Former Stanford All-American swimmer Janet Evans began her comeback at age 39 by setting a pair of world records in the 35-39 age division at the Janet Evans Invitational, a Masters meet, during the weekend at the Janet Evans Swim Complex in Fullerton. It was her first competitive races since the 1996 Summer Olympics in Atlanta.
Evans, a mother of two, won her age division in the 400-meter free in 4:23.82 and won the 800 free in 8:59.06 to become the first woman in her age bracket ever to break 9:00 as she lowered the previous mark by 10 seconds. She swam the 800 free alone as two other swimmers -- one 89 and one 92 -- scratched.
Evans has said she plans on making a run for the 2012 Olympics in London but is far off the times likely to get there. The No. 1 American currently in the 400 free and 800 free is Chloe Sutton, who has times of 4:06.04 and 8:29.20. Those times rank No. 9 and 11, respectively, in the world this season.
Sutton, however, won last year's 800 free title in 8:24.77 at the USA Swimming national championships and American Kate Ziegler won the Pan Pacific title in the 800 in 8:21 while third place was 8:26.38. Evans took notice.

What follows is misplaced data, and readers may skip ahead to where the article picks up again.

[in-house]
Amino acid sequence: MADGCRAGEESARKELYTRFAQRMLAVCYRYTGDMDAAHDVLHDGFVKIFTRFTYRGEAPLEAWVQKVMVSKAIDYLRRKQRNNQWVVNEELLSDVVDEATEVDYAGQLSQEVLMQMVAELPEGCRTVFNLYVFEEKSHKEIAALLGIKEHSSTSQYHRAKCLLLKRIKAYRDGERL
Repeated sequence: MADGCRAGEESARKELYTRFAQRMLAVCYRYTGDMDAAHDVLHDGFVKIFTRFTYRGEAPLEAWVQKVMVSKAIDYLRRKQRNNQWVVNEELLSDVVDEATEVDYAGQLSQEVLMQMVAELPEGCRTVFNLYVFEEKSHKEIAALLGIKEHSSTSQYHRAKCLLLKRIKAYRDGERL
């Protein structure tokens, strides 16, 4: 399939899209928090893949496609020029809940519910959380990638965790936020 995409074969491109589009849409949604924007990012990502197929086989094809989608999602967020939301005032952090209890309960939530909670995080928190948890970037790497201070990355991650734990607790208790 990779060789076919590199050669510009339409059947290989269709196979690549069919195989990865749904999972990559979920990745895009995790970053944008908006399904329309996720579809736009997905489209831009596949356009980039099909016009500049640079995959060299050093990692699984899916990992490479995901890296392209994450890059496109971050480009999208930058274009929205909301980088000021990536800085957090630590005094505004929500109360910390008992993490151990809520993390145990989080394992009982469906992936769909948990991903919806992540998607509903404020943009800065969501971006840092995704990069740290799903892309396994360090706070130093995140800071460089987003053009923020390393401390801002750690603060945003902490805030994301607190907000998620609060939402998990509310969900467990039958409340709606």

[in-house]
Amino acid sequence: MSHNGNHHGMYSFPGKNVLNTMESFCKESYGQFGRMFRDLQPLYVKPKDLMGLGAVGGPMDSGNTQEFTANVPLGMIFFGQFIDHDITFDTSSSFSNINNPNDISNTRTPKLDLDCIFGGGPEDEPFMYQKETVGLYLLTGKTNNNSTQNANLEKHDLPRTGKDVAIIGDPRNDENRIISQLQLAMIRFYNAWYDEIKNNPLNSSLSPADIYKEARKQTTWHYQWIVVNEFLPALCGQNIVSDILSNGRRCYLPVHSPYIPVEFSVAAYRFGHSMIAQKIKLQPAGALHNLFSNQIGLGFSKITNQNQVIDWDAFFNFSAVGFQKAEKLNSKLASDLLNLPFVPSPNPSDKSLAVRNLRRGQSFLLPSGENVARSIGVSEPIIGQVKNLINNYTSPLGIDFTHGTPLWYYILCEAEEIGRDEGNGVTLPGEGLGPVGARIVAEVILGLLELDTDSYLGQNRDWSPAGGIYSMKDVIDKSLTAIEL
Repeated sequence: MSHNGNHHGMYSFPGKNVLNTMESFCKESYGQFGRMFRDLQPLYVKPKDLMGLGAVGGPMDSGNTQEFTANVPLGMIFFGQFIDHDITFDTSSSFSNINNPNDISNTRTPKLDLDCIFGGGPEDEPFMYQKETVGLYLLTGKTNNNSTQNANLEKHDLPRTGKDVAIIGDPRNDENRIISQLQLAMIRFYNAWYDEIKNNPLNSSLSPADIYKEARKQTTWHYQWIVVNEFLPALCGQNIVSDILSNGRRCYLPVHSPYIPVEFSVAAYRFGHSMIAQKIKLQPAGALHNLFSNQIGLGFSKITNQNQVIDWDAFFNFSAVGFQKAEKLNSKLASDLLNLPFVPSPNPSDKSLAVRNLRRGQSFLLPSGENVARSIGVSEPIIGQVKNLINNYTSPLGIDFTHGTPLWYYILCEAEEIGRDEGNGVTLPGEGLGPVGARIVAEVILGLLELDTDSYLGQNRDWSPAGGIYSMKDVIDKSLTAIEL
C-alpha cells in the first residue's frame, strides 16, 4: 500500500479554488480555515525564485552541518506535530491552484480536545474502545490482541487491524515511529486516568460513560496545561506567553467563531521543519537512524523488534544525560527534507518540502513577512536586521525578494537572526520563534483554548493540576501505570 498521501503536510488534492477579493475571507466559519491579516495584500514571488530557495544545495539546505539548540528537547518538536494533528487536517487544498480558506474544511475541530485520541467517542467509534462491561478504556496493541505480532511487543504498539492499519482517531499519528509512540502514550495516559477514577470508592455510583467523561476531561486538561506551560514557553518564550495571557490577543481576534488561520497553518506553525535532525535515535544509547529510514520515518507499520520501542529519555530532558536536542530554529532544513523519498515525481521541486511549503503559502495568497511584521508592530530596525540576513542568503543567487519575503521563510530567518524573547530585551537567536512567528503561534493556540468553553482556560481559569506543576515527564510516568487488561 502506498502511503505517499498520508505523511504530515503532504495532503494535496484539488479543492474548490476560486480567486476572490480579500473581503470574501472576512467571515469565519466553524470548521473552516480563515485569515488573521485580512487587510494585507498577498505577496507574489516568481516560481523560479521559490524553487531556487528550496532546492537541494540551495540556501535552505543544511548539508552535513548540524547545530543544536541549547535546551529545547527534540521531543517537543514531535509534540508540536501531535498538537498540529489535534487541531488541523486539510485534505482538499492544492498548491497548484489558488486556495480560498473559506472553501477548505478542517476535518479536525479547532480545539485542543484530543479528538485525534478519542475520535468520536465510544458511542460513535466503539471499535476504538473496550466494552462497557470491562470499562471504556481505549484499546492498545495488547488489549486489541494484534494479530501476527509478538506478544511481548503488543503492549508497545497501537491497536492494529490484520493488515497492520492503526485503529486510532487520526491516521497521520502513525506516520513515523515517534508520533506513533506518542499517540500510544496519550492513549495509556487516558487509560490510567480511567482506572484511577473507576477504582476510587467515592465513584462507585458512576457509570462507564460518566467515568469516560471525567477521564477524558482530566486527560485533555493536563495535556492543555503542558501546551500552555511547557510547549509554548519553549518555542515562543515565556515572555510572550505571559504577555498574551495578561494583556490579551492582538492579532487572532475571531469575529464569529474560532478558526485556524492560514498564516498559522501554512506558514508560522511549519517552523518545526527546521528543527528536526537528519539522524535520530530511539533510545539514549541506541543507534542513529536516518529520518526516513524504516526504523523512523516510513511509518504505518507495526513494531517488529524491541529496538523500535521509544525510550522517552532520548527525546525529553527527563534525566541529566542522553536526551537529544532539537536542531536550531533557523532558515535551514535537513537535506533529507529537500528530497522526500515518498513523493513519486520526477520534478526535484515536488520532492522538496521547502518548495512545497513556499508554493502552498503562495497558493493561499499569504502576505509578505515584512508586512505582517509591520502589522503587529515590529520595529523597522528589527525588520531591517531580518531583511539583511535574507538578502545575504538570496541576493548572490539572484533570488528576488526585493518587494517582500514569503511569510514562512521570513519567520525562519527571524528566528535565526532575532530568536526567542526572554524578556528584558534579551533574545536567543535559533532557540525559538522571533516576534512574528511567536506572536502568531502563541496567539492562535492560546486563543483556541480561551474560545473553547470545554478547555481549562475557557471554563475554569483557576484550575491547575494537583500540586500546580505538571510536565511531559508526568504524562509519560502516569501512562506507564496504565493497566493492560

Evans reportedly has been training eight months with a goal of making her fourth Olympic team. She told The Associated Press that she could swim at the USA Swimming nationals at Stanford in August, when she turns 40.
Evans came to Stanford after winning two gold medals at the 1988 Summer Olympics in Seoul, Korea. She swam two seasons before transferring to USC. Evans failed to add to her Olympic medal total after finishing sixth in the 800 free at the Atlanta Games in 1996.
Evans told AP that her current swimming weight is 112, much lighter than the 130 pounds she carried in Atlanta.
Evans set world records in both the 400 and 800 freestyles as a 17-year-old at El Dorado High in Fullerton. The 400 mark of 4:03.85 lasted until 2006 and the 800 mark of 8:16.22 remained intact for 19 years.